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September 10 2012 09:30 | Sarajevo National Theatre

Ecumenism an Act of Love



Paulo Lockmann


President of the World Methodist Council

1) The most noble and excellent way.
As Christians, we cannot fathom the concept of love. We recognize that, although intensely present in the Old Testament, its occurrence in the agape form is expressed about 156 times in the New Testament, and throughout most of the writings of the Apostle Paul. The highest incidence, eight times, is the famous hymn to love, located in 1 Corinthians 13.
There are earlier connections with chapter 12, which speaks of the gifts of love. It ends with the words,“... but eagerly desire the greater gifts...”  (I Cor 12:31).
This verse also begins with: “... and now I will show you the most excellent way .... “ (I Cor 12:31).
For Paul, and for us, Love is always the most excellent Way. Following Paul's thought, we know that love comes to us through the knowledge of the greatness of God's love to us in Christ, as he himself defined in Romans:


"But God demonstrates his own love for us in this:
While we were sinners, Christ died for us.” (Rom. 5:8)

Thus, the excellence of love is that it is a divine feeling, and for us as Christians, a way of defining God:  "God is love." (I John 4.8).
According to Paul´s teachings, love is:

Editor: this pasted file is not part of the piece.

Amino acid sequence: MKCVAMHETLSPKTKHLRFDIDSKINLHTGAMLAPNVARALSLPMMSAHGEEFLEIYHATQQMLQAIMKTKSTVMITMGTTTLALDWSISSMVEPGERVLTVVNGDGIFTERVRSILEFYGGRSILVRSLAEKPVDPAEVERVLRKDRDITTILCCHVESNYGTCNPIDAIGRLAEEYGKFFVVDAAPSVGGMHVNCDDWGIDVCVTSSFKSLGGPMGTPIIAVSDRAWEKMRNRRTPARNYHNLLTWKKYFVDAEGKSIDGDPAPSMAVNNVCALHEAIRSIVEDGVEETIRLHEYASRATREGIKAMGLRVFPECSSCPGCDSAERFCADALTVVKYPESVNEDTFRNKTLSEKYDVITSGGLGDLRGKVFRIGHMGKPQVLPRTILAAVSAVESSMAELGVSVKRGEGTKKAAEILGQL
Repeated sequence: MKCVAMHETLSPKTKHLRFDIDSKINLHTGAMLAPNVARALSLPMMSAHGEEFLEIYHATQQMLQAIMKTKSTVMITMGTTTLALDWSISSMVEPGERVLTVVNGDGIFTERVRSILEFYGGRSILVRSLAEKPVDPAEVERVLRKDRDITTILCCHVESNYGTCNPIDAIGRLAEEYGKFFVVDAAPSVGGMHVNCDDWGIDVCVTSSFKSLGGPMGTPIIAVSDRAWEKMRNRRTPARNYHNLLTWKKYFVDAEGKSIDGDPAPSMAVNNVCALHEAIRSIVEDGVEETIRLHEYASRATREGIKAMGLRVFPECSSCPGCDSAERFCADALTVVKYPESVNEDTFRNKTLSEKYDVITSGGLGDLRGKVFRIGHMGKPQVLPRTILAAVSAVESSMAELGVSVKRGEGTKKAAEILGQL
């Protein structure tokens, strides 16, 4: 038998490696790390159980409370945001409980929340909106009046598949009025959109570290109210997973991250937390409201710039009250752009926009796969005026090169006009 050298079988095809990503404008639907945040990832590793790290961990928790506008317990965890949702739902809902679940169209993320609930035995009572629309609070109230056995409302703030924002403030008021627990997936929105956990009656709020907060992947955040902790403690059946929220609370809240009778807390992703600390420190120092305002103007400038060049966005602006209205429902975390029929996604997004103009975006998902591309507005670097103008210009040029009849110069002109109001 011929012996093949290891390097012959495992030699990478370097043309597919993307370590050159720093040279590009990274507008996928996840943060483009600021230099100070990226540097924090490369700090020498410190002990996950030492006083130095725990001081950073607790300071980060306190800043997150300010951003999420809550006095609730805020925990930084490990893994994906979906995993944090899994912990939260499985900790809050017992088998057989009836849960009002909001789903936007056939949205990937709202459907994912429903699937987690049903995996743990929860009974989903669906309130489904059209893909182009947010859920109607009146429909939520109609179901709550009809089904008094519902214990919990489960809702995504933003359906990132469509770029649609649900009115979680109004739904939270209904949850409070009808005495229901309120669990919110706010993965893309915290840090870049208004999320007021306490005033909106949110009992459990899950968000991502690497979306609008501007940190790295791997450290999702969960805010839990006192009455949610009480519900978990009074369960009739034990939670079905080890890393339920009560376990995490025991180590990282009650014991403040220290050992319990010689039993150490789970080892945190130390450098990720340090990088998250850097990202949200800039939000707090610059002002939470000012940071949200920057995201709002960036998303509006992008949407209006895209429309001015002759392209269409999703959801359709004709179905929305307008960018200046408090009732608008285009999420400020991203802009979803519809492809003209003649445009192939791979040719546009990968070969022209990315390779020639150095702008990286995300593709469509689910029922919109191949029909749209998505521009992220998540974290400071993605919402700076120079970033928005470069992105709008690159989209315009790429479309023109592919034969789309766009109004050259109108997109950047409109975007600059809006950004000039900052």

a) Crucially necessary to human life. Love transforms human acts in divine gifts. These  gifts are the most amazing acts, and without love, are merely the works of man.
b) Love has features that transcend our human nature: as it is patient, kind, without vanity, fair, truthful, long suffering, believes in all things, hope and it is supportive to those who suffer.
c) The love that comes from God never fails. According to Paul, everything ends in life, but love endures forever.
Faith, hope and love are divine virtues, but Paul says, love is the greatest.
Knowing and understanding this truth, we must recognize that love is what the world needs most.  In this violent and hateful world, what it is needed most is a great pouring out of love. Only love forgives and ends the feelings of revenge.

2) Ecumenism and love.
Imagine what great unhappiness is within a home where the members of the same family do not speak to each other. They do not practice love or compassion for one another, never forgiving, and finally giving pain and suffering to each other. That’s what we often see in our home, we call planet earth, our “oikomene.”
Therefore, to love is a way of preserving a healthy living environment, since nothing about it pollutes, like war and violence. Love creates a healthy climate for nature, everything blooms out of patience, producing flower and fruit. When all is blooming, it is easier to build a world where there is plenty of health and peace for all. Yes, love is inclusive -- it forms bonds of friendship and compassion, and it generates interest in the fate and health of all people.
Thus, it is found that there is no future for humanity outside of ecumenism, as it is moved by love, creates understanding, tolerance and friendship.
Yes, being ecumenical is being genuine and loving to all those, same or different, inhabiting the same house.
If we want peace, we must promote love, forgiveness, reconciliation, ecumenism.

Bishop Paulo Lockmann

Message of His Holiness Benedict XVI
Benedict XVI

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